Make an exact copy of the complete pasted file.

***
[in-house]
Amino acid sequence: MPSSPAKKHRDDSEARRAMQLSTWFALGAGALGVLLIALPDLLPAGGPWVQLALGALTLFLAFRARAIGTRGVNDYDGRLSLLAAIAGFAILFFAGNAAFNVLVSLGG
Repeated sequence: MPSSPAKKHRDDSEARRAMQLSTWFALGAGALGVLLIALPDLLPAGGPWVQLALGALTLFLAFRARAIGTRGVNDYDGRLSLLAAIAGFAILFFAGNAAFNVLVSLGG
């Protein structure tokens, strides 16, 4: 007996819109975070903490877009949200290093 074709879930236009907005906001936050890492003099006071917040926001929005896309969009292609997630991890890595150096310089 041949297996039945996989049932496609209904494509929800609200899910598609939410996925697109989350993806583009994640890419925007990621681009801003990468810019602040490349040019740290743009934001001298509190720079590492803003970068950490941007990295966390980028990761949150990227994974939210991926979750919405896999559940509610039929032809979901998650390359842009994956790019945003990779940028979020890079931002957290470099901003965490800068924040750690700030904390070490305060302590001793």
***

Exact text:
[in-house]
Amino acid sequence: MPSSPAKKHRDDSEARRAMQLSTWFALGAGALGVLLIALPDLLPAGGPWVQLALGALTLFLAFRARAIGTRGVNDYDGRLSLLAAIAGFAILFFAGNAAFNVLVSLGG
Repeated sequence: MPSSPAKKHRDDSEARRAMQLSTWFALGAGALGVLLIALPDLLPAGGPWVQLALGALTLFLAFRARAIGTRGVNDYDGRLSLLAAIAGFAILFFAGNAAFNVLVSLGG
């Protein structure tokens, strides 16, 4: 007996819109975070903490877009949200290093 074709879930236009907005906001936050890492003099006071917040926001929005896309969009292609997630991890890595150096310089 041949297996039945996989049932496609209904494509929800609200899910598609939410996925697109989350993806583009994640890419925007990621681009801003990468810019602040490349040019740290743009934001001298509190720079590492803003970068950490941007990295966390980028990761949150990227994974939210991926979750919405896999559940509610039929032809979901998650390359842009994956790019945003990779940028979020890079931002957290470099901003965490800068924040750690700030904390070490305060302590001793």